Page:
User account settings

    (default: everybody): The group that new accounts are automatically added to when created. NOTE: If this group doesn't exist then a group is created with the same name as the username and the user is added to that group.
    (default: /bin/bash): The shell that will be launched when the user logs into a server.
    (no default): If set then the email address field will be automatically populated in the form of
    [email protected]_domain
    (default: {firstname}-{lastname}): The template used to dynamically generate usernames. See Username format.
    (default: ^[a-z][a-zA-Z0-9._-]{3,32}$): The regular expression used to ensure a username (and group name) is valid. See Username format.
    (no default): Select which hashing method which will be used to store passwords in LDAP. Options are (in order of precedence)
    . If your chosen method isn't available on your system then the strongest available method will be automatically selected -
    is the strongest method guaranteed to be available. Cleartext passwords should NEVER be used in any situation outside of a test.
    (default: FALSE): Set this to TRUE to prevent a password being rejected for being too weak. The password strength indicators will still gauge the strength of the password. Don't enable this in a production environment.

Email sending

To send emails you'll need to use an existing SMTP server. Email sending will be disabled if

isn't set.
    (no default): The hostname of an SMTP server - used to send emails when creating new accounts.
    (default: 25): The SMTP port on the SMTP server.
    (no default): The username to use when the SMTP server requires authentication.
    (no default): The password to use when the SMTP server requires authentication.
    (default: FALSE): Set to TRUE if the SMTP server requires TLS to be enabled.
    (default: [email protected]{EMAIL_DOMAIN}): The FROM email address used when sending out emails. The default domain is taken from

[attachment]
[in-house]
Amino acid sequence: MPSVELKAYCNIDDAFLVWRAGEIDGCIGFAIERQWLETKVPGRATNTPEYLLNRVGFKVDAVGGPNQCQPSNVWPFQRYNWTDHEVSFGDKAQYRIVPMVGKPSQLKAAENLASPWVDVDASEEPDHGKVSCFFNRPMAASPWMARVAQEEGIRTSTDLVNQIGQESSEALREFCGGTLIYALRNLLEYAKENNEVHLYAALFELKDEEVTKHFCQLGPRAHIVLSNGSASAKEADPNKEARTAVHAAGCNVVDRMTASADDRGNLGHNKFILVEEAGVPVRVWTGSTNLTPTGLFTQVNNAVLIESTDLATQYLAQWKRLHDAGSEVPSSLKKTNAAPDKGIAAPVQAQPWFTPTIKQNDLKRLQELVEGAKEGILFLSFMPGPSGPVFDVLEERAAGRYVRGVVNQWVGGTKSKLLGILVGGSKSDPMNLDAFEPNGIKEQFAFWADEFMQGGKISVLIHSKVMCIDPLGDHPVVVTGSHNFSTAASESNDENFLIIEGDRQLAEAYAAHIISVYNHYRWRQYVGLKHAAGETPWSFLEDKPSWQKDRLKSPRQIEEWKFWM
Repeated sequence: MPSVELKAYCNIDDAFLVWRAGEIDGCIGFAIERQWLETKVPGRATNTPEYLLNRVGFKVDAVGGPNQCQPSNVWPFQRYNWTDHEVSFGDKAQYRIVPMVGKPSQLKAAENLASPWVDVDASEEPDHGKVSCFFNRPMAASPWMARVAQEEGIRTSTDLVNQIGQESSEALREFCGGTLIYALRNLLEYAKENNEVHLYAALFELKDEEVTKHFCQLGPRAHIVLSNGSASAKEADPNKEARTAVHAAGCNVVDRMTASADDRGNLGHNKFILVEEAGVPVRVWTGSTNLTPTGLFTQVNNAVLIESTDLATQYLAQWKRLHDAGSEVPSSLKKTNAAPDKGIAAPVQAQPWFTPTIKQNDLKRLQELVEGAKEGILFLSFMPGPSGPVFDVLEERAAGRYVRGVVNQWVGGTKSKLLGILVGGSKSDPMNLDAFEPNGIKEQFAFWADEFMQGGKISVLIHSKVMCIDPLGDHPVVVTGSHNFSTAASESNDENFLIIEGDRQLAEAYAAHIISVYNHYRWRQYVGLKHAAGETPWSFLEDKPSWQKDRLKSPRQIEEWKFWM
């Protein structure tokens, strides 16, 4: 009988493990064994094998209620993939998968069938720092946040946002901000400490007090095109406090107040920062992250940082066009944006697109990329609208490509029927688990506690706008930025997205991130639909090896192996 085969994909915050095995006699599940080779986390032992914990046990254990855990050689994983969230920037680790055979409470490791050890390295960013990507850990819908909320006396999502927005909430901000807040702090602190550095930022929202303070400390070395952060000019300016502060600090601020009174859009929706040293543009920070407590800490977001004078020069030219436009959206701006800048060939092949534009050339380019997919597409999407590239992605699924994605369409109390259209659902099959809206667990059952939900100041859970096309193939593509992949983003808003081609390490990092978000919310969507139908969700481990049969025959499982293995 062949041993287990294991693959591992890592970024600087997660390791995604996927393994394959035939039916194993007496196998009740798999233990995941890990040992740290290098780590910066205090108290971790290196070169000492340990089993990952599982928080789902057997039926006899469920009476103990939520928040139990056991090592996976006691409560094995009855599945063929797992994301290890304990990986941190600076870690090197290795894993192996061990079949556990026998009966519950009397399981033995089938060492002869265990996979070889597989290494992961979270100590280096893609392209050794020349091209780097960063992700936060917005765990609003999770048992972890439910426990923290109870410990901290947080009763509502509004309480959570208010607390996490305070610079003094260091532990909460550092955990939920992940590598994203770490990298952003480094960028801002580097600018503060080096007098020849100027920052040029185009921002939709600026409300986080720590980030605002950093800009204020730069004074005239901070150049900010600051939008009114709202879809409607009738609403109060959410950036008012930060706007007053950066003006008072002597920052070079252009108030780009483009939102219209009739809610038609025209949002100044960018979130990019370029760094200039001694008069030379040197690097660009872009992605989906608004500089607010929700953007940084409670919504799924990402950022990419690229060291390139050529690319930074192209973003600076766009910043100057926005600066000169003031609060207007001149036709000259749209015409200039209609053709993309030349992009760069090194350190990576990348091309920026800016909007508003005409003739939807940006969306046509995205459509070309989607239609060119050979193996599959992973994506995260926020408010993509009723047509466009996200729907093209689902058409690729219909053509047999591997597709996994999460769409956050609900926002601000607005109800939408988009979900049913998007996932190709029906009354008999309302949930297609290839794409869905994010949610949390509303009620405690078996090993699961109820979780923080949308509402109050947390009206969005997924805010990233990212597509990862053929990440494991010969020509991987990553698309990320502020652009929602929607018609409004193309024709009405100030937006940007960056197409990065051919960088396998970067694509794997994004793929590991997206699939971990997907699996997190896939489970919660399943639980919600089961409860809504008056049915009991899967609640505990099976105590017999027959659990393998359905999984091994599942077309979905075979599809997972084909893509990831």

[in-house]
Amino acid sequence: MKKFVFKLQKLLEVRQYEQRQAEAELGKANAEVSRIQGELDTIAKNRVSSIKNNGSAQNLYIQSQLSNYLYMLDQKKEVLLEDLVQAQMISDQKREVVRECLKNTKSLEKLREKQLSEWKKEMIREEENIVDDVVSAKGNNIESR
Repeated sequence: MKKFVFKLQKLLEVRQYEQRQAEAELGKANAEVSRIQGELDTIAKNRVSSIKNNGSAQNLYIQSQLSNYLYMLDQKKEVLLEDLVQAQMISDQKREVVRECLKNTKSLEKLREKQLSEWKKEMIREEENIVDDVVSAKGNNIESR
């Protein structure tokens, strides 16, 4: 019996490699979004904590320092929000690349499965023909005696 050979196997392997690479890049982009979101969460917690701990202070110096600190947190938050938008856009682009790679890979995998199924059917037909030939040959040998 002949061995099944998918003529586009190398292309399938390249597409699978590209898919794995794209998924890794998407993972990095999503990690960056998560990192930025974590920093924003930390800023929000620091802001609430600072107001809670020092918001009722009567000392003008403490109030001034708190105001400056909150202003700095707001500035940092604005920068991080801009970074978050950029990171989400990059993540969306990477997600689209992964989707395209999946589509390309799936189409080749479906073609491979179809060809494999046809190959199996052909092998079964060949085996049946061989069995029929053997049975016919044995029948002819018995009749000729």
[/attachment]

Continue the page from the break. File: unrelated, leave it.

under User account settings.
    (default: {SITE_NAME}): The FROM name used when sending out emails. The default name is taken from
    under Organisation settings.

Account requests

    (default: FALSE): Set to TRUE in order to enable a form that people can fill in to request an account. This will send an email to {ACCOUNTREQUESTSEMAIL} with their details and a link to the account creation page where the details will be filled in automatically. You'll need to set up email sending (see Email sending, above) for this to work. If this is enabled but email sending isn't then requests will be disabled and an error message sent to the logs.
    (default: {EMAILFROMADDRESS}): This is the email address that any requests for a new account are sent to. Site security settings

Website sessions

    (default: FALSE): If you set this to TRUE then the server will run in HTTP mode, without any encryption. This is insecure and should only be used for testing.
    (default: 10 minutes): How long before an idle session will be timed out.

Debugging settings

    (default: FALSE): Set to TRUE to increase the logging level for LDAP requests. This will output passwords to the error log - don't enable this in a production environment. This is for information on problems updating LDAP records and such. To debug problems connecting to the LDAP server in the first place use
    (default: FALSE): Set to TRUE to enable detailed LDAP connection logs (PHP's LDAPOPTDEBUG_LEVEL 7). This will flood the logs with detailled LDAP connection information so disable this for production environments.
    (default: FALSE): Set to TRUE to increase the logging level for sessions and user authorisation. This will output cookie passkeys to the error log - don't enable this in a production environment.
    (default: 0): Set to between 1-4 to get SMTP logging information (0 disables SMTP debugging logs though it will still display errors). See for details of the levels.

SSL setup


is set to FALSE (the default), the webserver (Apache HTTPD) expects to find
, and these certificates should match
. If these files aren't found then the startup script will create self-signed certificates based on
. To use your own key and certificate then you need to bind-mount a directory containing them to
. You can also add a certificate chain file (the Apache
option) if needed - name it
and place it in the same directory as

For example, if your key and certificate files are in

you can bind-mount that folder by adding this line to the docker run example above, just after the last line starting with
: ``` -v /home/myaccount/ssl:/opt/ssl \
Initial setup

Ideally you'll be using this against an empty LDAP directory. You can use the setup utility to create the LDAP structures that this user manager needs in order to create accounts and groups. Go to https://{SERVER_HOSTNAME}/setup to get started (replace {SERVER_HOSTNAME} with whatever you set SERVER_HOSTNAME to in the Docker run command).